Rousseau believed that an impartial "legislator" would be needed to come into a society in order to implement positive change, while blaming the original negative change on "divine intervention." In this essay I will prove that divine intervention is not the only explanation for this original negative change as well as how a "legislator", is not the only option or even the best option to implement positive societal change. Rousseau's unwillingness to offer any other explanation s for these phenomena weakens his overall position because in order to have a sound theory or argument all angles must be explored before drawing any conclusions that could be considered valid and plausible to those who read it. In this essay I wish to explore these other angles and determine what alternate explanations could be possible for the implementation of the past positive and negative changes other than those provided by Rousseau. First I will try to determine what Burke's idea of a "legislator" is and how he would be able to institute positive change. Then I will examine Burke's idea of "gods" and how he believes that they are responsible for the negative change. Lastly I will compare the two very different ideas between the discussion in the Social Contract of the "legislator" to the discussion the the "gods" in the second discourse.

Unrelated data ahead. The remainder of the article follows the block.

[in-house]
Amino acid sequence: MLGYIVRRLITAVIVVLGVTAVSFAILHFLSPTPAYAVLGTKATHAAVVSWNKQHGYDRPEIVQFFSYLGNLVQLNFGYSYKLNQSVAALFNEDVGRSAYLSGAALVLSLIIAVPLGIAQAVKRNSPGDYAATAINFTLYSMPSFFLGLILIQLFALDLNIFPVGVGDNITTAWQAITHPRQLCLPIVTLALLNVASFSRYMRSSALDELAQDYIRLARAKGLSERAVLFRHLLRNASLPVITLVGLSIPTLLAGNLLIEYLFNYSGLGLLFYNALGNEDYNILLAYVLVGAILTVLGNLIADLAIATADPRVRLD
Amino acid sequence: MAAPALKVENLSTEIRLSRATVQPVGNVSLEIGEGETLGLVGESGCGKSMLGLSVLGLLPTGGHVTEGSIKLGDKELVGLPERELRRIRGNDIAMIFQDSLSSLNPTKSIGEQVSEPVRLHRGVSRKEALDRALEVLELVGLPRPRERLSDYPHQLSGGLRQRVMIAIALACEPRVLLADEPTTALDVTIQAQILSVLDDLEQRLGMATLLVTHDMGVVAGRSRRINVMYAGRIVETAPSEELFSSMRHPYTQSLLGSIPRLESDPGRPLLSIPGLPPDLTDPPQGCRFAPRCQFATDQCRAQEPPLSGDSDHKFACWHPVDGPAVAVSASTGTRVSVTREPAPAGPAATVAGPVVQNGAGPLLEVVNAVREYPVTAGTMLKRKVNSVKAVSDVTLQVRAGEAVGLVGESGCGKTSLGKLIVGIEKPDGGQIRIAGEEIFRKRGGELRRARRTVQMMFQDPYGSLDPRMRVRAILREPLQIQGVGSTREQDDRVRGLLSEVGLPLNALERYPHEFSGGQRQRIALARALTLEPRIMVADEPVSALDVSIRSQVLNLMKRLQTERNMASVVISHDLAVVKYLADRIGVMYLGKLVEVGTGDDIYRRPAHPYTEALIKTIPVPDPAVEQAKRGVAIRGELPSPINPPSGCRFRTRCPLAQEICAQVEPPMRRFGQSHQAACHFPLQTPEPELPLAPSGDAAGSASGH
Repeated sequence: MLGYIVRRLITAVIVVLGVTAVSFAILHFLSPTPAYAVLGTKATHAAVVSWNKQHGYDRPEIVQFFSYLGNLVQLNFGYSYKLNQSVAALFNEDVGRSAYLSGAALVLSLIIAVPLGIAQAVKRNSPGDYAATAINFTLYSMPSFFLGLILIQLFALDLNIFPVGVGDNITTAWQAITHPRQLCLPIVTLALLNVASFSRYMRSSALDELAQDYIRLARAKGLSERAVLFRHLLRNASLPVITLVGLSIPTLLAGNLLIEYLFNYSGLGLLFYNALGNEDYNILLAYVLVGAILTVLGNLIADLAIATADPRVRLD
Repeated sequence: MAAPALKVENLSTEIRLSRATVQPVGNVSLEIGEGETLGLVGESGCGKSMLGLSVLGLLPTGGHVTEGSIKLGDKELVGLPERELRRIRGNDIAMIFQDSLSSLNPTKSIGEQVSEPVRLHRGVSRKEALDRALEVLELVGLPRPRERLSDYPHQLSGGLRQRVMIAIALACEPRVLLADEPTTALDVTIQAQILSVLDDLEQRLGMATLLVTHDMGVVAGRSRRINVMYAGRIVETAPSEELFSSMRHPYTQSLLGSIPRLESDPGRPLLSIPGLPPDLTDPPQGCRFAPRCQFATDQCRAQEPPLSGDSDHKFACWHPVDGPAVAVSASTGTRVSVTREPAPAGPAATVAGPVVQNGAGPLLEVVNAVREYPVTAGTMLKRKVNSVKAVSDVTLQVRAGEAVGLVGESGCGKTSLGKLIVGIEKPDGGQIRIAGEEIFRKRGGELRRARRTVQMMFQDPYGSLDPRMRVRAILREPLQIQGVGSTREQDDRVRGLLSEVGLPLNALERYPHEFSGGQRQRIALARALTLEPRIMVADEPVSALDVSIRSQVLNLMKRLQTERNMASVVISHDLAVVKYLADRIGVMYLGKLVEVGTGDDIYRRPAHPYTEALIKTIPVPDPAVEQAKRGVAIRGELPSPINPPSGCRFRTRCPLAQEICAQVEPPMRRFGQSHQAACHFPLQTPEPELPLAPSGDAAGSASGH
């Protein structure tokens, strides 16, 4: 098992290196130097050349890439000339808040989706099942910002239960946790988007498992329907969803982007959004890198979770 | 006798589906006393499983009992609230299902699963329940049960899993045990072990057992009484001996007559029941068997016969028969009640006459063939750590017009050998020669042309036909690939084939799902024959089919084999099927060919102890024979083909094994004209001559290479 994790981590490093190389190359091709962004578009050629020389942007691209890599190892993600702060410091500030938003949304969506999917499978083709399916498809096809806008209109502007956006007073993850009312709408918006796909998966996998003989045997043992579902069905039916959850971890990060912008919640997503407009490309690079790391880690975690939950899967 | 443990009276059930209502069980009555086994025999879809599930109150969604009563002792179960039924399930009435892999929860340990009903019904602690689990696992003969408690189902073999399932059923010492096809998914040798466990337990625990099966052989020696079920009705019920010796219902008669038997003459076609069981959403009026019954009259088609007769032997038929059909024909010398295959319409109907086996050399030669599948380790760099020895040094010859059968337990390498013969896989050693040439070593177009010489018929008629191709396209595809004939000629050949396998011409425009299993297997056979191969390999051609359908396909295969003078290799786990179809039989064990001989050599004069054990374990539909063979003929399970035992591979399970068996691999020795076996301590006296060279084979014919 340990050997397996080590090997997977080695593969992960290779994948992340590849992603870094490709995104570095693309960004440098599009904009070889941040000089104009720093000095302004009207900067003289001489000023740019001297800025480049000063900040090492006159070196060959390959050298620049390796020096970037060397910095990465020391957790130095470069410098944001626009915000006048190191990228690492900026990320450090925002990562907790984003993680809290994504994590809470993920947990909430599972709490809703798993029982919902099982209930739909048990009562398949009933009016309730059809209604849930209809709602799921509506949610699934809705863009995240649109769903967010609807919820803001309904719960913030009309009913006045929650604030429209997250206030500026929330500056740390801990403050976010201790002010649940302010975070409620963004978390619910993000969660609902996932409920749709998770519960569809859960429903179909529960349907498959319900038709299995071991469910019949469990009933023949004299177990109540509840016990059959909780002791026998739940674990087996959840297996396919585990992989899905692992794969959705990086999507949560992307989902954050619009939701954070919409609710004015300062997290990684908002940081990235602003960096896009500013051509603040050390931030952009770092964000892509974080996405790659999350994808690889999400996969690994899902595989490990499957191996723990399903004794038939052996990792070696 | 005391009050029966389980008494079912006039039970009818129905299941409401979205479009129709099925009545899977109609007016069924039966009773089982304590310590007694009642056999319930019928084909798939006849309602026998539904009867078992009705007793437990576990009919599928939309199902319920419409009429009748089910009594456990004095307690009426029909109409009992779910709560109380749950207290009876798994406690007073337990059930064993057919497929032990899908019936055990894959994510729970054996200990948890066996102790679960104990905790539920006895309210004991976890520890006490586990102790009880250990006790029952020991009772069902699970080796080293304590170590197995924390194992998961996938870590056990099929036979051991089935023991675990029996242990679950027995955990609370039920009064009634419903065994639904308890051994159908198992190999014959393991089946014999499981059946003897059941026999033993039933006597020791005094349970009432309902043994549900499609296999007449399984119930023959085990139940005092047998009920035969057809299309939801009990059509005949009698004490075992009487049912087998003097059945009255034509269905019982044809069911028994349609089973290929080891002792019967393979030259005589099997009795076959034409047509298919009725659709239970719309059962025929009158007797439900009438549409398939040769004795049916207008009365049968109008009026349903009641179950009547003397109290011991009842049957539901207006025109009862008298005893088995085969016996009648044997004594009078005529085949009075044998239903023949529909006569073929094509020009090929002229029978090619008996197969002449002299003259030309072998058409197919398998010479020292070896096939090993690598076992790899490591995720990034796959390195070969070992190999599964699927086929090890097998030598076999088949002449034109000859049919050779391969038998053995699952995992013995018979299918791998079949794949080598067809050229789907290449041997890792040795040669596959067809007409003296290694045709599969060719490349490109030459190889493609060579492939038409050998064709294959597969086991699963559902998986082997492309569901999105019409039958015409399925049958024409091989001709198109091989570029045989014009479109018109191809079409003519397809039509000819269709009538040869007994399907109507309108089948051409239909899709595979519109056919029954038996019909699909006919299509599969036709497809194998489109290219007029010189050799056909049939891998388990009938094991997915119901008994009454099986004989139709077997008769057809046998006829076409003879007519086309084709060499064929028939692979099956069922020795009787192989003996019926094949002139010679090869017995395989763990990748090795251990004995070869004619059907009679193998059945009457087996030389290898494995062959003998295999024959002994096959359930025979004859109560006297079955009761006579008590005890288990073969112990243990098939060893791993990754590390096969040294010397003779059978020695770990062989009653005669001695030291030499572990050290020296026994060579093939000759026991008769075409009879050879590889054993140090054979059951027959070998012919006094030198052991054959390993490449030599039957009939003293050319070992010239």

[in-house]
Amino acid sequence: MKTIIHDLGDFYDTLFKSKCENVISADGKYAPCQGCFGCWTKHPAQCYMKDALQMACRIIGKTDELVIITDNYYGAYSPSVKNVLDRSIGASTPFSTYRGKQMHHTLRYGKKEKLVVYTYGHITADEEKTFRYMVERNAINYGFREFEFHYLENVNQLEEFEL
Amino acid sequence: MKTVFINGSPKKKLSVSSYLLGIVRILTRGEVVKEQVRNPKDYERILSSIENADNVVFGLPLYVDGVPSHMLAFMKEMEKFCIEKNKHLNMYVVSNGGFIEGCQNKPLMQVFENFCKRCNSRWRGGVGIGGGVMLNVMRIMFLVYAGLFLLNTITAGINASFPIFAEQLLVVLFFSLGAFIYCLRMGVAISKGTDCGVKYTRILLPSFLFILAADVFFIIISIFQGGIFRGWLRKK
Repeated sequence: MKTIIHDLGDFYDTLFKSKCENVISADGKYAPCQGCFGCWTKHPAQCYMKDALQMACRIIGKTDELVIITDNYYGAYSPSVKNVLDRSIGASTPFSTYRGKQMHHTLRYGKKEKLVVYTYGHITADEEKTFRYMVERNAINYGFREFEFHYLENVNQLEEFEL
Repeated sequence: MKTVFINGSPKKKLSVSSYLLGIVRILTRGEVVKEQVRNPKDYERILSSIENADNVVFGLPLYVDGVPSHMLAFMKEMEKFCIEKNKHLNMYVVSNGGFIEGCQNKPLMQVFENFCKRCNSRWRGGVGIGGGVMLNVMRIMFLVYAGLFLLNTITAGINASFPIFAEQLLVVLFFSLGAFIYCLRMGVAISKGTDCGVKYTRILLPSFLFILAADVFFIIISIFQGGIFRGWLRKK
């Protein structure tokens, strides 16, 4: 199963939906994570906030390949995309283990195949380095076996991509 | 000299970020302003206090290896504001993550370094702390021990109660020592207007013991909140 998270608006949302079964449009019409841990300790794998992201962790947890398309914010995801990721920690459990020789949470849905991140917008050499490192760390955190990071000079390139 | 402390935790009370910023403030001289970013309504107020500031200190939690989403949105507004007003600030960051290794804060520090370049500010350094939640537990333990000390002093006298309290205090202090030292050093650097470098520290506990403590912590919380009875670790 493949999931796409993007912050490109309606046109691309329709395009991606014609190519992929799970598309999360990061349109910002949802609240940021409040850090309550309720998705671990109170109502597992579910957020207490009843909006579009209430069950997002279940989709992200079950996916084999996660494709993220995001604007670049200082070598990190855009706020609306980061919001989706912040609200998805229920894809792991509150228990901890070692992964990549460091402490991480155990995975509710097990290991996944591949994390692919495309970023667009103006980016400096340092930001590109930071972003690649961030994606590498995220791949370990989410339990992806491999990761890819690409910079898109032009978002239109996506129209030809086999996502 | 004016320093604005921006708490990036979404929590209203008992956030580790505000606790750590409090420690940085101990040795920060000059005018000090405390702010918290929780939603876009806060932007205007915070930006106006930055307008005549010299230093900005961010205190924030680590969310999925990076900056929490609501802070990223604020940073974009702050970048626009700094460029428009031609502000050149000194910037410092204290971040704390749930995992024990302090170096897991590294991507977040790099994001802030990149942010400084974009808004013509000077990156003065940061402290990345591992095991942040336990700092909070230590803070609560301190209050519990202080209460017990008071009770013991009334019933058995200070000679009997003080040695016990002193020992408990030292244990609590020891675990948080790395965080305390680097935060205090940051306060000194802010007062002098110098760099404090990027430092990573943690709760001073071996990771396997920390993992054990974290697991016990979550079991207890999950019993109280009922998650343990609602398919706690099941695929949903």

Burke has a very clear idea of what qualities he sees in a legislator, he would "require a superior intelligence that beheld all the passions of men without feeling any of them" (p. 162 Basic Political Writings). Although Rousseau knows what the ideal situation would be he offers a very impractical solution.